I don't know about you, but I've never given a second thought to the process or reasoning behind one of the most ubiquitous product designs: the aluminum beverage can. We're constantly surrounded by them in the modern world, and the decision making process behind how the aluminum can began as a storage container and how its efficient shape has evolved over time turns out to be a fascinating one.
“Nothing is original. Steal from anywhere that resonates with inspiration or fuels your imagination." So says acclaimed auteur Jim Jarmsuch, and I think it's something every design-oriented man ought to take to heart. So here's a little inspiration to fuel your imagination.
ManMade reader Mark Devlin, founder of the DIY site DesignsbyDevlin, came up with this great technique for an "open warehouse" -style industrial track lighting project that's easy to implement in your own home. So we asked Mark to walk us through the process, materials, and techniques. Here's what he had to say.
Having low ceilings and zero crawl space makes for a challenge when designing lighting for the main room in the house. If you love a good DIY project that involves electrical and industrial lighting, I designed a cheap and unique way to install custom industrial track lighting using simple products from Amazon.com and the hardware store.
We love a good furniture makeover, but we're even more excited by repurposing totally unrelated objects into practical items you can use in the home. ManMade reader Braden sent us a picture on Instagram with a "Hey, I think you'll like this project." Well, we did, so we asked Braden to walk us through it. Here's what he had to say.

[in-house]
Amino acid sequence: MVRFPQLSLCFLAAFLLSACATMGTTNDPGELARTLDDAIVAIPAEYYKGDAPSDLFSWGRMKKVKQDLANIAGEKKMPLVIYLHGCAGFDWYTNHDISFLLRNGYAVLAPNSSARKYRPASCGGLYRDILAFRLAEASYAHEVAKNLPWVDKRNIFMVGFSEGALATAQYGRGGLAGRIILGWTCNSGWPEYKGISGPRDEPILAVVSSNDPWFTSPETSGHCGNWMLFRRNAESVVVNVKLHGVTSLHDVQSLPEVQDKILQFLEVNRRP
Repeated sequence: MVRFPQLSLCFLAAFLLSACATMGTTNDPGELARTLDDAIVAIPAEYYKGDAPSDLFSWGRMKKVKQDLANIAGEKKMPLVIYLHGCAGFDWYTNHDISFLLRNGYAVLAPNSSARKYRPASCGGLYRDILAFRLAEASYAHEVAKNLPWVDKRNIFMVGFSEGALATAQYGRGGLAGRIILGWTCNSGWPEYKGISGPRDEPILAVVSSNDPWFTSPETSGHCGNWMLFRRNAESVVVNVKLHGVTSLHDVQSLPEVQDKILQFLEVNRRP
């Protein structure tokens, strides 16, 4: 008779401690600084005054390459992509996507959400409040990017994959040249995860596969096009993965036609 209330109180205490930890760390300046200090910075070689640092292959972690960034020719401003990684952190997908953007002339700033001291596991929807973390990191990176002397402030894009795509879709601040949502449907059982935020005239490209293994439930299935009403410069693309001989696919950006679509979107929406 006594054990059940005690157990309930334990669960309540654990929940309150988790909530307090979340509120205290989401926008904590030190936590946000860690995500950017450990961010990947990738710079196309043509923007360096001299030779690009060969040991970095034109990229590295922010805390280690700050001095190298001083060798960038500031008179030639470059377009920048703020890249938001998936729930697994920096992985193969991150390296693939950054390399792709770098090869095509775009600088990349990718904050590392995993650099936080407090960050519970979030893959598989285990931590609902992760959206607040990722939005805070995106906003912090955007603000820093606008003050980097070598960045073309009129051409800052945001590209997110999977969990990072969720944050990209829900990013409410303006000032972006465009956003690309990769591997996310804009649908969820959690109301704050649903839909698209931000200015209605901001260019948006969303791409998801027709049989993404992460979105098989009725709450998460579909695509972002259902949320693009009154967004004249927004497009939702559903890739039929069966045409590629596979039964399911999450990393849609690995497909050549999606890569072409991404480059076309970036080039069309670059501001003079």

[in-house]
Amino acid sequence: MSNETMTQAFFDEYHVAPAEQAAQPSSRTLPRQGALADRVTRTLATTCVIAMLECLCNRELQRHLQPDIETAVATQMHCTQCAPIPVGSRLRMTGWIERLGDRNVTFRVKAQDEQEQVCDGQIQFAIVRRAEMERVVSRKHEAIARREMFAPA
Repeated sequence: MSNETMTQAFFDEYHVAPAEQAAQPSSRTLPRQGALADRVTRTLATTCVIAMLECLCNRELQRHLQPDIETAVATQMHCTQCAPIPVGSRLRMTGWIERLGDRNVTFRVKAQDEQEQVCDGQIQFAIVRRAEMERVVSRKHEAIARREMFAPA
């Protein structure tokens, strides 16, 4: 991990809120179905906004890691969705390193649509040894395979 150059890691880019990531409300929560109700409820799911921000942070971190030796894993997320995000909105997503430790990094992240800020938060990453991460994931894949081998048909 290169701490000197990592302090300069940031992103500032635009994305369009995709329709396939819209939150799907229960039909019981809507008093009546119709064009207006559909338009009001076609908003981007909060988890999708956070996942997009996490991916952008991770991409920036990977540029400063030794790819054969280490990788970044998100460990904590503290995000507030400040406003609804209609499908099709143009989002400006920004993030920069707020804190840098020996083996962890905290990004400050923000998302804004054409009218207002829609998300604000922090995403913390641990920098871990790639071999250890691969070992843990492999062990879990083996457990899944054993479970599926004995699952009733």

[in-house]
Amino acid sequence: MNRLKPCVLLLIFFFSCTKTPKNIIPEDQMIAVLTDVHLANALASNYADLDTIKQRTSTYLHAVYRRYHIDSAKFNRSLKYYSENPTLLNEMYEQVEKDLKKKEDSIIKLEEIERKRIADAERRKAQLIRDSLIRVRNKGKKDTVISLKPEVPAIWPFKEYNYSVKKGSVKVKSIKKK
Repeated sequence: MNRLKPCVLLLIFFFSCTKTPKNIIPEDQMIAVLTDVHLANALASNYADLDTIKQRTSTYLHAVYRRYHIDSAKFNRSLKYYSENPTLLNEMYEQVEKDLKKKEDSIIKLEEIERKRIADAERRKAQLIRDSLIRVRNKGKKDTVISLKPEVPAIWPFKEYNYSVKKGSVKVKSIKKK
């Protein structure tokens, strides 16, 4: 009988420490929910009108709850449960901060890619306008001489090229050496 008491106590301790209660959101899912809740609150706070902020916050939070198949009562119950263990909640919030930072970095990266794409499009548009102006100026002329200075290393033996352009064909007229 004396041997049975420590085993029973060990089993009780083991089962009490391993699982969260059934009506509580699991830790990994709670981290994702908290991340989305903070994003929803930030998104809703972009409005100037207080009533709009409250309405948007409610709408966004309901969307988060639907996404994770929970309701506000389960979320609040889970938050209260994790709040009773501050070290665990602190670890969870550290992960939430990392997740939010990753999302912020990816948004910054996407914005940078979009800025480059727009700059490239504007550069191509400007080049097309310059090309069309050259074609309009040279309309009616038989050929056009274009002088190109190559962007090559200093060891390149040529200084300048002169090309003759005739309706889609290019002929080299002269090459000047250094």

As a kid, I loved making those paper ring garlands to help count down the days to Christmas. They weren't much, just strips of red and green construction paper, one looped inside another and held together with a swipe of glue stick, but, buddy, I loved the ritual of ripping those suckers off as soon as I woke up every morning.
So, for this holiday season, I wanted to embrace the idea of a countdown craft, but update it to something a bit more adult, a bit more masculine, and reusable season after season.
If I could have my druthers, I doubt I'd live in a house. I wouldn't go for a loft, necessarily, but some sort of converted work/live space filled with architectural and industrial details instead of a chair rail. But, likely, I'll end up in a standard single family home, hopefully with a great kitchen and a little yard. Doesn't sound so bad, really...